By Maggie Thurber | Special to Ohio Watchdog
Politicians constantly try to portray their opponents in the most unfavorable light — and what could be more unfavorable than calling someone un-American?
In a Columbus Dispatch news story, which Ohio Watchdog reporter Jon Cassidy rightly exposed as a phony auto bailout narrative, Ohio Treasurer Josh Mandel, who is running to unseat Democratic U.S. Sen. Sherrod Brown, said:
“I don’t toss around the word un-American very often — it’s a dangerous word to use. But stripping … Delphi employees of their pensions with that vote — that is un-American.”
I’m not one to toss around the “un-American” label, and I’m not sure I’d have used that term, especially when Mandel could have changed the narrative to one of Brown sacrificing Delphi workers to help his union supporters. That could have played better.
But did he actually say Brown was un-American? Or was he just describing the action of stripping Delphi employees of their pension?
I think it’s pretty clear he meant the latter — but, the story reports, one of Brown’s campaign aides said it was “disrespectful.” To whom, it doesn’t say.
It should come as no surprise then, that the Brown campaign responded by trotting out one of the co-chairmen of the Veterans and Military Families for Sherrod Brown group, retired Brig. Gen. Sam Kindred, who called the comment insulting, saying, “It reflects poor judgment and a lack of maturity.”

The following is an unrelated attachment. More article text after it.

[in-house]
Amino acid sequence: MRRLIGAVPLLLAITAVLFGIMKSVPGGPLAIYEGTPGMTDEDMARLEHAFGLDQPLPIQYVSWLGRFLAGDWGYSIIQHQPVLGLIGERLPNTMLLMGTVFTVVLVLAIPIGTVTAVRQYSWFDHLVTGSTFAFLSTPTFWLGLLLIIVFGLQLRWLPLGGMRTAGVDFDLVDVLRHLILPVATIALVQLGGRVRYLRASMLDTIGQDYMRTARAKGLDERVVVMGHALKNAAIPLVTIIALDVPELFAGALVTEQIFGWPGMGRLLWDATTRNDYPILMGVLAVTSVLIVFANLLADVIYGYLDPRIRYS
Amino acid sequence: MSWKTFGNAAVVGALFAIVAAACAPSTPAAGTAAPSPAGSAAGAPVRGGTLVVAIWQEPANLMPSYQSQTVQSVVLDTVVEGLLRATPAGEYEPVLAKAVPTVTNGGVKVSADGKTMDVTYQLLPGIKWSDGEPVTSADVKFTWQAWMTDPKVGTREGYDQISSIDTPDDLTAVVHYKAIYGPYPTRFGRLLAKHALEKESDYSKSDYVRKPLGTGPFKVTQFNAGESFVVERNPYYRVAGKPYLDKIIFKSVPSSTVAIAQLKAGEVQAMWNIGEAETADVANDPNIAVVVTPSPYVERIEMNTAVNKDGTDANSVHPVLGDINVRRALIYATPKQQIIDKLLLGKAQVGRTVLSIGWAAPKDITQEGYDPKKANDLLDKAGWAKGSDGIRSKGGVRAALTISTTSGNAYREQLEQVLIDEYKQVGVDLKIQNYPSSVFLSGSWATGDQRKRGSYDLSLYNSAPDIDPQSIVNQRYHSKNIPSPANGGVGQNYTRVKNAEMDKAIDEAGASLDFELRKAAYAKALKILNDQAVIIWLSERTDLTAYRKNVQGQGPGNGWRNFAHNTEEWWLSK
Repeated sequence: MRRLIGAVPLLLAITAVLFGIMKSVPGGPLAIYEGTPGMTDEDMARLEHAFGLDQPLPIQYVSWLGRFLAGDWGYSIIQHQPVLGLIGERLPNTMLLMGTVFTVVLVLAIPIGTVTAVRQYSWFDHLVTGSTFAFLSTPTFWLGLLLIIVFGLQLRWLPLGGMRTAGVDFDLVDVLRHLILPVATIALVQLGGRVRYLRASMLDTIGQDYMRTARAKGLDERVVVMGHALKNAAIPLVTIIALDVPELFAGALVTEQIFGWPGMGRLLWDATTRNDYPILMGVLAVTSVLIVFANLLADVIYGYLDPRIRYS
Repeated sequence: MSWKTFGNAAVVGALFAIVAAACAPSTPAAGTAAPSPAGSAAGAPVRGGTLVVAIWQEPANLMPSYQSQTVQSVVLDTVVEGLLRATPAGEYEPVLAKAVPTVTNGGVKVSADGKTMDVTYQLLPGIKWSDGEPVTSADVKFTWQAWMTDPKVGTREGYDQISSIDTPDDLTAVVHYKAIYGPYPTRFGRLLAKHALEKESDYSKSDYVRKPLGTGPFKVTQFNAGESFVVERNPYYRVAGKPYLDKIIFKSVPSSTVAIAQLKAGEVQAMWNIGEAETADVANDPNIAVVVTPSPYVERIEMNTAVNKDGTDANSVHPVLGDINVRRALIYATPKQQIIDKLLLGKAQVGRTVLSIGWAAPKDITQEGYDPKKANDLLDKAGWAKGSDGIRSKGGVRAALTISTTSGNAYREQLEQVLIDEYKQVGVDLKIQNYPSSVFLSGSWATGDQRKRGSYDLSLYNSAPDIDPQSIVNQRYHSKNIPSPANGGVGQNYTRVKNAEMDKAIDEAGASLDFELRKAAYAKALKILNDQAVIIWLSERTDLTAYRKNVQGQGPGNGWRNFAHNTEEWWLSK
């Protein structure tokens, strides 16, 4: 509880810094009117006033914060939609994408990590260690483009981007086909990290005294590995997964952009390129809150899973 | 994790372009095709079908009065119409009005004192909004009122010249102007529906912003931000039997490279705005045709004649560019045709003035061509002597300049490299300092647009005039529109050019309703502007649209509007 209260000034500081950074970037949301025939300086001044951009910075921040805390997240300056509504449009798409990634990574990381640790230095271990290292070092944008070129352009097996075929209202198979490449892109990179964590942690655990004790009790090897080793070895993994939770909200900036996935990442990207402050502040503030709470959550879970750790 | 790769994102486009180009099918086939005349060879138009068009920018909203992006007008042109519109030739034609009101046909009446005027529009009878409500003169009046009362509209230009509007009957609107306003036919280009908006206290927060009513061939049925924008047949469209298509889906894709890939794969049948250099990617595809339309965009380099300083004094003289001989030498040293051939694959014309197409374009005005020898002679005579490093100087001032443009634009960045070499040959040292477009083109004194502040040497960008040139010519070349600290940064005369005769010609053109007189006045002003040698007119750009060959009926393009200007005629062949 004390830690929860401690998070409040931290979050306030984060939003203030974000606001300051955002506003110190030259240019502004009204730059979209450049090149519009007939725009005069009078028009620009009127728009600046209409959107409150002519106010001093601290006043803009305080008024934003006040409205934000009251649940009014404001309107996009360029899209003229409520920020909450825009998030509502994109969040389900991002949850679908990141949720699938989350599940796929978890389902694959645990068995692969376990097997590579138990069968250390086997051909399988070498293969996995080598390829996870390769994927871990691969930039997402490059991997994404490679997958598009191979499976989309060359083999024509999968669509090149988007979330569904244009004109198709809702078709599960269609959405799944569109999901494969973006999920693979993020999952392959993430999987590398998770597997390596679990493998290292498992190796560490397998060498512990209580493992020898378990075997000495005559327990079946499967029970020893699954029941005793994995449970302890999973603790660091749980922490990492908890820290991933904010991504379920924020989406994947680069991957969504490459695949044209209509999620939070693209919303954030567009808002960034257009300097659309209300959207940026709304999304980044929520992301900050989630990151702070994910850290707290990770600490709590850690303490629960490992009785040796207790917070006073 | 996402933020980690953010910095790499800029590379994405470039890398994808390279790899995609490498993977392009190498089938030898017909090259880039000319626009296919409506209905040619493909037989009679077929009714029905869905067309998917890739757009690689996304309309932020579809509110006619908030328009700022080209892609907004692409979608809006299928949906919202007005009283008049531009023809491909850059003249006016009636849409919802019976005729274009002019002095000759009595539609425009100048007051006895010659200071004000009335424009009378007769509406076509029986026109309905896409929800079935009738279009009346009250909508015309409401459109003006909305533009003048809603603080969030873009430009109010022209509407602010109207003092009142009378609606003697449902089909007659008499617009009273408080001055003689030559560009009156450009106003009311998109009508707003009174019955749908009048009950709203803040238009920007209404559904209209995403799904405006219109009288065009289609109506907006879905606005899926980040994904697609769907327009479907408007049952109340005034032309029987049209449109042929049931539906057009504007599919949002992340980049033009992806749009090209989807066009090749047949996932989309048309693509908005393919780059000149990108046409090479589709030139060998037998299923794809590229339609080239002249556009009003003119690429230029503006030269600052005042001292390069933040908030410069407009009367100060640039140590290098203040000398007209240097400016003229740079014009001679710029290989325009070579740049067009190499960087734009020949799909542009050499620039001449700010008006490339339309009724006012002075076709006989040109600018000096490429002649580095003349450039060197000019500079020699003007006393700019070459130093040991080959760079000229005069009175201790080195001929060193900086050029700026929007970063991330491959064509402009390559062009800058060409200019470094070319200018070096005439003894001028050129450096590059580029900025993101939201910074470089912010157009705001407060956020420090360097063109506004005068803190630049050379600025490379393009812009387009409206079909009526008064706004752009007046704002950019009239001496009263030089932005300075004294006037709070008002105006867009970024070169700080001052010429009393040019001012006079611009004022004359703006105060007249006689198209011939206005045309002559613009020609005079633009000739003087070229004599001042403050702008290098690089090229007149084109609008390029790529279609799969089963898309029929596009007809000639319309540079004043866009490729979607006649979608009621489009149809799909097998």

Let me get this straight: It reflects “poor judgment” to call stripping Delphi employees of their pensions “un-American” — but voting for a massive government bailout that is costing taxpayers $25 billion doesn’t?
Brown has taken to calling the bailout a rescue package, but since General Motors ended up going bankrupt anyway, wouldn’t that be considering poor judgment?
And since GM is headed for bankruptcy — again — wouldn’t it be logical to say the bailout vote reflected poor judgment since it didn’t do what it was advertised to do, which is save GM?
And then there is the Chevy Volt, a GM product, which is costing taxpayers about $250,000 per vehicle and, isn’t selling. GM halted production of the vehicle for five weeks in March and has scheduled another four-week stoppage in September. Talk about poor judgment.
But Kindred wasn’t finished. ”Having spent 35 years in the military, I have a sense of what un-American looks like in terms of words and deeds, and I can tell you that the vote that Sen. Brown took in no way represents an un-American act,” he said.
Dictionary.com defines un-American as “opposed to the characters, values, standards, goals, etc., of the U.S.”
Now, you may believe the auto bailout was necessary, but are bailouts really a standard of the U.S.? Is government stepping in with taxpayer money to save a company from its own bad decisions really a value that Americans cherish?
What about the character trait of individual responsibility? I realize that too many think that’s gone by the wayside, but if a company’s executives fail to take responsibility for the decisions they made that force their company into a fiscal mess, isn’t it contrary to the character and goals of our country to spend other people’s money to save them?
Even in the terms of the bailout, normal bankruptcy rules and laws were circumvented and “appear to have (punished) investors while rewarding favored constituencies.”
Ignoring the rule of law, a founding principle that is supposed to protect us against an arbitrary government, is clearly un-American.
Given this information and the definition, it’s easy to see how many may view the bailout, the rewarding of the unions and the stripping of the Delphi pensions as un-American.
You may disagree, but it’s wrong to characterize the proper use of the term as exhibiting poor judgment, when Brown is defending what is clearly his poor judgment.